Walter and Rosanna Langdon, the parents, and their six children, Frank, Joe, Mary Elizabeth, Lillian, Henry, and Claire. Each person has a definite personality, and we begin with the marriage of Walter and Rosanna. As they tell their stories of life on a farm in Iowa, we learn what a very difficult life a farmer leads. And, the wives, never stop with their work, from morning to night. However, Rosanna rarely complains, but we are privy to her thoughts and her actions. She of the beautiful face and long blonde hair. Walter, the father, conservative, hard worker, counts his meager pennies, loves his beautiful wife, and his children.
This is the beginning of the family. Life revolves around the family, grandparents, uncles, aunts, and cousins. Sunday dinners, holidays, birthdays, the food, the 7 layer birthday cakes. No mixers, only hands and maybe an egg beater. We hear about the meals, and see the roasts and vegetables and mashed potatoes in our mind. The house, small, thin enough wood that the wind rustles through the slats in winter, and the heat in summer causes sweat, no relief, no fan, only open windows.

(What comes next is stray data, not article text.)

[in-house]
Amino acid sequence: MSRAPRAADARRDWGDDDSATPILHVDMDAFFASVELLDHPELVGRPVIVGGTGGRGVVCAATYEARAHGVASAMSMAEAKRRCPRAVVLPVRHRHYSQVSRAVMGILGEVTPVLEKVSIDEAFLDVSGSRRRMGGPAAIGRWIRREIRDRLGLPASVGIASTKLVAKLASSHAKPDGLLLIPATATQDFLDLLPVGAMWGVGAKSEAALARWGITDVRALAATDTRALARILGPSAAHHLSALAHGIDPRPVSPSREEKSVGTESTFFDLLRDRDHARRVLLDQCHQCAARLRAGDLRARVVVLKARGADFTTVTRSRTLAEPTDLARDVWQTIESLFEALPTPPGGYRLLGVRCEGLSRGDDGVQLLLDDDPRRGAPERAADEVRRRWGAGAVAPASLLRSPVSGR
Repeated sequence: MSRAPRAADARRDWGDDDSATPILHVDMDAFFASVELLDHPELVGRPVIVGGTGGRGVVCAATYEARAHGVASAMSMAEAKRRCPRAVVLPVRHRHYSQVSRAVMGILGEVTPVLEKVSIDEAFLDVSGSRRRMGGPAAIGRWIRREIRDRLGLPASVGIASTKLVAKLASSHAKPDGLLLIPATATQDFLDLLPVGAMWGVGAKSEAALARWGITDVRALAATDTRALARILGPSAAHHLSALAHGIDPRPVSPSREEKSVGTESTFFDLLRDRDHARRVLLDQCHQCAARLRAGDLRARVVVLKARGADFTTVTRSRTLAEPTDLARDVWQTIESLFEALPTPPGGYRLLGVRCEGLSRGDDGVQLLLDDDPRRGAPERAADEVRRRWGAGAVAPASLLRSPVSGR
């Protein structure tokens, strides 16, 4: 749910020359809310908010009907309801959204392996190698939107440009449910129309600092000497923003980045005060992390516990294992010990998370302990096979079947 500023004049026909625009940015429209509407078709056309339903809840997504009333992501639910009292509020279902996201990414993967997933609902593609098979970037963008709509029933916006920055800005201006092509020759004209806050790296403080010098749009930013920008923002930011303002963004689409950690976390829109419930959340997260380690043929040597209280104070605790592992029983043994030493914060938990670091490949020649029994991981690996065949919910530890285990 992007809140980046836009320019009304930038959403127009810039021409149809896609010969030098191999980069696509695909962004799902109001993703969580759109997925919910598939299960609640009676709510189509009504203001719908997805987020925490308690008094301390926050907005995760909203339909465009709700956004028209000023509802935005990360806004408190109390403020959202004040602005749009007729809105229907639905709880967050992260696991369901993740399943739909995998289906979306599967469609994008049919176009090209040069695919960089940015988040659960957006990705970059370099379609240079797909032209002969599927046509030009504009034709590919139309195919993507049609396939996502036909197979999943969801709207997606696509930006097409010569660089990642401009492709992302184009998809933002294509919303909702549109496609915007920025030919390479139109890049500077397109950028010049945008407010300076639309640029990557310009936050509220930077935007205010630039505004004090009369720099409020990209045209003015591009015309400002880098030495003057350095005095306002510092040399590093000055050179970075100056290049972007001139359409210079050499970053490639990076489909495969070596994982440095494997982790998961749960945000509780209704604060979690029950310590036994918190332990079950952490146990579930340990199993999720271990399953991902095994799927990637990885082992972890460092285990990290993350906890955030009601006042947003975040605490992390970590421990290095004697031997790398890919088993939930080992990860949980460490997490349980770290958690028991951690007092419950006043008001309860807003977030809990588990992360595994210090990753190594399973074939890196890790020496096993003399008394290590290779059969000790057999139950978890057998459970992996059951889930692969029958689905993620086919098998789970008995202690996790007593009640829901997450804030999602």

Then, the children, Rosanna loves them so, some more than others. In them she sees each distinct personality, knows how to care for them and when to leave them alone. She wants the best for them, argues the importance of education, so her very intelligent children go to high school, college. We understand the children, we see and hear their lives as they grow from babies to people with personalities. Through the good years, the tough years, the Depression, the War, will they stay or will they leave.
Each chapter is a year in the life of these people, starting in 1920 and ending in this novel, in 1953. This is the first of a trilogy written by Jane Smiley. She tells us the three novels will go to the year 2020. This first one is magnificent. The Langdons are people I care about, you will too.